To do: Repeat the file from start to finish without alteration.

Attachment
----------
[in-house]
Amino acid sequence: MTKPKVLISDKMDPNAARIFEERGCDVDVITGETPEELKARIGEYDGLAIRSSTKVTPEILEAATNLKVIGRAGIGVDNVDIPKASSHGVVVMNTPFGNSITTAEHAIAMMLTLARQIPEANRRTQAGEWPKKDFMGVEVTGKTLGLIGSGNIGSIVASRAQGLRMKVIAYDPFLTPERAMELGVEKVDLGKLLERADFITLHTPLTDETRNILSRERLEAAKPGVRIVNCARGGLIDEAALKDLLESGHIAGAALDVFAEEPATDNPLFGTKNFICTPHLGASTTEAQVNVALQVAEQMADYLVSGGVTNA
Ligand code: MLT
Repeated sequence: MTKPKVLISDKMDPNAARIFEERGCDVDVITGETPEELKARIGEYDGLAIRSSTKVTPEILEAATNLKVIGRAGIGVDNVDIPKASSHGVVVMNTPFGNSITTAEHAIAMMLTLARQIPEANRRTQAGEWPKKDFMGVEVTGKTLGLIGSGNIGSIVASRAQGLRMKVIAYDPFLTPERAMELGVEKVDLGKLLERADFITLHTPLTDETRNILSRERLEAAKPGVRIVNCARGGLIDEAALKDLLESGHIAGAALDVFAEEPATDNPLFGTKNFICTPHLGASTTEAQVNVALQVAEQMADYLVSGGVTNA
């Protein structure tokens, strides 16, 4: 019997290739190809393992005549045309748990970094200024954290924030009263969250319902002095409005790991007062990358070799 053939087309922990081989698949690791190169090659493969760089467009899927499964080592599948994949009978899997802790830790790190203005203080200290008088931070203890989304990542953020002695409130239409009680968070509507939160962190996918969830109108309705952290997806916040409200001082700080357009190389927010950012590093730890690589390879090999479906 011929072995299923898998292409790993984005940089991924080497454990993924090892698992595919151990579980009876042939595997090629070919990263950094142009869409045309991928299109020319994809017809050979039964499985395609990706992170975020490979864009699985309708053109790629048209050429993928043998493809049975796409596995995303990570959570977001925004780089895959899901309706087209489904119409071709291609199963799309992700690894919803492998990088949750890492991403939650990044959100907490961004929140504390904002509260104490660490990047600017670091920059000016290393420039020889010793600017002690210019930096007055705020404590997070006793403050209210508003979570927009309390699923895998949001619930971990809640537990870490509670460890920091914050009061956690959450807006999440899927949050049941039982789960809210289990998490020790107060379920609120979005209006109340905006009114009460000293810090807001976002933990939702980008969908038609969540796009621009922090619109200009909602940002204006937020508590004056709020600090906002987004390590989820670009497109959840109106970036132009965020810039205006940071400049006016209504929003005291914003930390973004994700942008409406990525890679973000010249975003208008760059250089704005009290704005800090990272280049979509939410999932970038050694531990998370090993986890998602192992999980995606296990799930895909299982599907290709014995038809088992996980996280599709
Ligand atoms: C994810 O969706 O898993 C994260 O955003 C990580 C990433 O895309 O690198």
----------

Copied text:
[in-house]
Amino acid sequence: MTKPKVLISDKMDPNAARIFEERGCDVDVITGETPEELKARIGEYDGLAIRSSTKVTPEILEAATNLKVIGRAGIGVDNVDIPKASSHGVVVMNTPFGNSITTAEHAIAMMLTLARQIPEANRRTQAGEWPKKDFMGVEVTGKTLGLIGSGNIGSIVASRAQGLRMKVIAYDPFLTPERAMELGVEKVDLGKLLERADFITLHTPLTDETRNILSRERLEAAKPGVRIVNCARGGLIDEAALKDLLESGHIAGAALDVFAEEPATDNPLFGTKNFICTPHLGASTTEAQVNVALQVAEQMADYLVSGGVTNA
Ligand code: MLT
Repeated sequence: MTKPKVLISDKMDPNAARIFEERGCDVDVITGETPEELKARIGEYDGLAIRSSTKVTPEILEAATNLKVIGRAGIGVDNVDIPKASSHGVVVMNTPFGNSITTAEHAIAMMLTLARQIPEANRRTQAGEWPKKDFMGVEVTGKTLGLIGSGNIGSIVASRAQGLRMKVIAYDPFLTPERAMELGVEKVDLGKLLERADFITLHTPLTDETRNILSRERLEAAKPGVRIVNCARGGLIDEAALKDLLESGHIAGAALDVFAEEPATDNPLFGTKNFICTPHLGASTTEAQVNVALQVAEQMADYLVSGGVTNA
């Protein structure tokens, strides 16, 4: 019997290739190809393992005549045309748990970094200024954290924030009263969250319902002095409005790991007062990358070799 053939087309922990081989698949690791190169090659493969760089467009899927499964080592599948994949009978899997802790830790790190203005203080200290008088931070203890989304990542953020002695409130239409009680968070509507939160962190996918969830109108309705952290997806916040409200001082700080357009190389927010950012590093730890690589390879090999479906 011929072995299923898998292409790993984005940089991924080497454990993924090892698992595919151990579980009876042939595997090629070919990263950094142009869409045309991928299109020319994809017809050979039964499985395609990706992170975020490979864009699985309708053109790629048209050429993928043998493809049975796409596995995303990570959570977001925004780089895959899901309706087209489904119409071709291609199963799309992700690894919803492998990088949750890492991403939650990044959100907490961004929140504390904002509260104490660490990047600017670091920059000016290393420039020889010793600017002690210019930096007055705020404590997070006793403050209210508003979570927009309390699923895998949001619930971990809640537990870490509670460890920091914050009061956690959450807006999440899927949050049941039982789960809210289990998490020790107060379920609120979005209006109340905006009114009460000293810090807001976002933990939702980008969908038609969540796009621009922090619109200009909602940002204006937020508590004056709020600090906002987004390590989820670009497109959840109106970036132009965020810039205006940071400049006016209504929003005291914003930390973004994700942008409406990525890679973000010249975003208008760059250089704005009290704005800090990272280049979509939410999932970038050694531990998370090993986890998602192992999980995606296990799930895909299982599907290709014995038809088992996980996280599709
Ligand atoms: C994810 O969706 O898993 C994260 O955003 C990580 C990433 O895309 O690198």